Digital Version of November/December 2014 Print Edition
Florida man pleads guilty to smuggling Asian dinosaur fossils
A Florida fossil dealer’s guilty plea to charges of smuggling valuable fossils from China into the U.S. will see the forfeiture of more than a million dollars in dinosaur bones, fines that could top two hundred thousand dollars and a possible 17-year prison term.
As part of a plea deal announced by ICE on Dec. 28, fossil dealer Eric Prokopi, 38, agreed to forfeit a nearly complete Tyrannosaurus bataar skeleton looted from Mongolia and sold at auction in Manhattan for more than $1 million. The skeleton was one of three Tyrannosaurus skeletons attributed to Prokopi’s smuggling activities in China and Mongolia and was the subject of a separate pending civil forfeiture action.
The investigation into Prokapi’s prolific smuggling activities was led by U.S. Immigration and Customs Enforcement's (ICE) Homeland Security Investigations (HSI).
Prokopi, said ICE, also agreed to forfeit a second nearly complete Tyrannosaurus bataar skeleton, a Saurolophus skeleton, and an Oviraptor skeleton.
Prokopi will also forfeit his interest in a third Tyrannosaurus bataar skeleton believed to be located in Great Britain, said ICE. The skeleton of a Chinese flying dinosaur that Prokopi illegally imported has already been administratively forfeited, it said.
According to court documents and statements, Prokopi owned and ran a business out of his Florida home and is a self-described commercial paleontologist. He bought and sold whole and partial fossilized dinosaur skeletons, said ICE. Between 2010 and 2012, he acquired dinosaur fossils from foreign countries and unlawfully transported them to the U.S., misrepresenting the contents of shipments on customs forms, drastically undervaluing some of them. Many of the fossils were unlawfully taken from Mongolia in violation of Mongolian laws declaring dinosaur fossils to be the property of the Government of Mongolia, and criminalizing their export from the country, said ICE.
According to court documents, Prokapi was aware that the dinosaur fossils had been removed from Mongolia illegally, and he worked with others to the fossils into the U.S. using false or misleading statements on customs forms concerning their identity, origin and value.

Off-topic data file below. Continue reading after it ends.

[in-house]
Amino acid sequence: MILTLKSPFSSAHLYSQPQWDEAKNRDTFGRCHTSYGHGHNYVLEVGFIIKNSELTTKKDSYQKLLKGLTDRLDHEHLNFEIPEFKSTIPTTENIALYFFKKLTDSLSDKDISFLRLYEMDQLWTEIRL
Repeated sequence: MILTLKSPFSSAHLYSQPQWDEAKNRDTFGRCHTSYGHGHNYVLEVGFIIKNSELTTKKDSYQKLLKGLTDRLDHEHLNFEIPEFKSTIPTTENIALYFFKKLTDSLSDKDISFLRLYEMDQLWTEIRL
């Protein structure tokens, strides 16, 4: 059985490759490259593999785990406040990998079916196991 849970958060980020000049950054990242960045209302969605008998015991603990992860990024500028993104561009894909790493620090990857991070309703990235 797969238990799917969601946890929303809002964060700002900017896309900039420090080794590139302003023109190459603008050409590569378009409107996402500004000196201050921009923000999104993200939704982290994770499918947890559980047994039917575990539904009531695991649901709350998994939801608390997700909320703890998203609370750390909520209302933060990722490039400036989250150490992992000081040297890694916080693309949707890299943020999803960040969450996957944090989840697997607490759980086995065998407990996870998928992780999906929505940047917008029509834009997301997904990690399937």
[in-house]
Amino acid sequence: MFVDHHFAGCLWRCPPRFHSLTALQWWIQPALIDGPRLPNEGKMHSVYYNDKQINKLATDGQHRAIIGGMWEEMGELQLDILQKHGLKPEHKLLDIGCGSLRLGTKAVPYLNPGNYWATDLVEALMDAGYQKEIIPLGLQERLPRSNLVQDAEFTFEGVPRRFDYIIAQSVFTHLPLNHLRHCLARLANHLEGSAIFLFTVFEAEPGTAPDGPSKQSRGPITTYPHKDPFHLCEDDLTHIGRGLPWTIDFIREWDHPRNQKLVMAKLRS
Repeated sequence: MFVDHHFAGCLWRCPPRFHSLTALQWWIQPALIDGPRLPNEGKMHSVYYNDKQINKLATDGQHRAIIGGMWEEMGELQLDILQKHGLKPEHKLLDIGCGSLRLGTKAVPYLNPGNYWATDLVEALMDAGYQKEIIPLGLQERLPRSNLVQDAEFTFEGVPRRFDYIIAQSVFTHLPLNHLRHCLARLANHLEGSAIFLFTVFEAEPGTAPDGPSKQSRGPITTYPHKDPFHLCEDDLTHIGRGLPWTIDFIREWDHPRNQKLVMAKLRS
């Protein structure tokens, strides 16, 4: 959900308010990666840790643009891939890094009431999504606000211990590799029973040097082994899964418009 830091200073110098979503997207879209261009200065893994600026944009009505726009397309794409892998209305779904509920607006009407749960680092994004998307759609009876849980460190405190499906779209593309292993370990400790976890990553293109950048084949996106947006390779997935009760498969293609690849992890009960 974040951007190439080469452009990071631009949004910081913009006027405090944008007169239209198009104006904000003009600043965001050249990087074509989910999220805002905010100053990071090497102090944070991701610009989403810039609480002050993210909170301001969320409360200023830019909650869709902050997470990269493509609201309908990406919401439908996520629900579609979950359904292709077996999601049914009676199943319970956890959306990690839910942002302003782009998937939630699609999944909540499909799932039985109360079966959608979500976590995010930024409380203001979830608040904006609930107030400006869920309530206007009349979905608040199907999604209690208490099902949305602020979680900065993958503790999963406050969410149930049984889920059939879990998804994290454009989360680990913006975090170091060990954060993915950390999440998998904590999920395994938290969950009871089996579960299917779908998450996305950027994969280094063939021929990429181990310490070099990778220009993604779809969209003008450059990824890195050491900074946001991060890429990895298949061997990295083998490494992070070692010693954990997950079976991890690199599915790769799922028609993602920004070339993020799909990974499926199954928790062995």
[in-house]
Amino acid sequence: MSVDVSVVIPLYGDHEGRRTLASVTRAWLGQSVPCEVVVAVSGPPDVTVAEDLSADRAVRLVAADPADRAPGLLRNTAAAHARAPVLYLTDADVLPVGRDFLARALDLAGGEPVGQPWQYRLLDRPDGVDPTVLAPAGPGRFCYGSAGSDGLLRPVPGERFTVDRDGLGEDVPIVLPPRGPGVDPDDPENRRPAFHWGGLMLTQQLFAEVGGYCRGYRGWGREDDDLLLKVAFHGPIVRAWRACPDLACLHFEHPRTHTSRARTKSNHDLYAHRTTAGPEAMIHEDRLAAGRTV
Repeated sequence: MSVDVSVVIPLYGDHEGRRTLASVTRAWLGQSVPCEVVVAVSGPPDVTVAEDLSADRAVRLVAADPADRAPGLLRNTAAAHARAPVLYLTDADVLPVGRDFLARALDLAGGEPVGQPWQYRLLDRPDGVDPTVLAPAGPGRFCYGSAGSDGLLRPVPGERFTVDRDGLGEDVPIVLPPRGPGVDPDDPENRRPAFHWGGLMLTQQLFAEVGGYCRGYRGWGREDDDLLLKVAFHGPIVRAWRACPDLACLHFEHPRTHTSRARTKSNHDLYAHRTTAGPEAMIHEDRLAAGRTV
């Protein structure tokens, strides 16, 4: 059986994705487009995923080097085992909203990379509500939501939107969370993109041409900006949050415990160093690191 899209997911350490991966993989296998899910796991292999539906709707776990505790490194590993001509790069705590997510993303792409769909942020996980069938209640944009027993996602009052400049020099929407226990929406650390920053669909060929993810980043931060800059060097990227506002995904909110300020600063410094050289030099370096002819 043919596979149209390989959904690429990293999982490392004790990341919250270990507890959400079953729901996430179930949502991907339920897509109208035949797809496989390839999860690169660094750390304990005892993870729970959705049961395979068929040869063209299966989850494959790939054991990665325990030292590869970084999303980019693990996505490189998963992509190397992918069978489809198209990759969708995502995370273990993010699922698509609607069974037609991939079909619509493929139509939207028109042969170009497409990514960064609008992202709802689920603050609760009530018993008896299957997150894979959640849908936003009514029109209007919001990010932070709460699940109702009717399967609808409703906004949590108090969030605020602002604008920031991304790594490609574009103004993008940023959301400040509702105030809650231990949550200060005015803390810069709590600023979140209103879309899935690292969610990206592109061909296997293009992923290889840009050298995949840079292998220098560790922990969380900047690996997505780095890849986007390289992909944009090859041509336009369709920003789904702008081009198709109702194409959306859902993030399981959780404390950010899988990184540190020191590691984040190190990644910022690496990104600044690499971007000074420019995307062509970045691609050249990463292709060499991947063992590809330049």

Among the fossils unlawfully procured, transported or sold in the U.S., said ICE, were the two Tyranosaurus bataar skeletons, two Saurolophus skeletons, one of which was sold to the I.M. Chait Gallery in California for $75,000, and two Oviraptor skeletons. The Saurolophus skeleton sold to the auction house was seized in September 2012. The remaining Saurolophus skeleton and the Oviraptor skeletons were recovered from Prokopi during the investigation.
According to ICE, Prokopi pleaded guilty to one count of conspiracy with respect to an illegally-imported Chinese flying dinosaur fossil, one count of entry of goods by means of false statements with respect to the Mongolian dinosaurs, and one count of interstate and foreign transportation of goods converted and taken by fraud.
At sentencing said ICE, Prokapi faces a maximum sentence of five years in prison on the conspiracy count, a maximum of two years on the entry of goods by means of false statements count, and a maximum of 10 years on the interstate transportation of goods converted and taken by fraud.
Prokopi agreed to forfeit the proceeds of his offense, including, the Tyranosaurus bataar skeletons in the U.S. and all interest in the Tyrannosaurus skeleton believed to be in Great Britain, the Saurolophus and Oviraptor skeletons that had been in his custody, and any and all other fossil parts of Mongolian origin that Prokopi brought into the country between 2010 and 2012.
For each of the three counts, Prokopi faces a maximum fine of $250,000 or twice the gross gain or loss from the offense.
Prokopi is scheduled to be sentenced on April 25, 2013.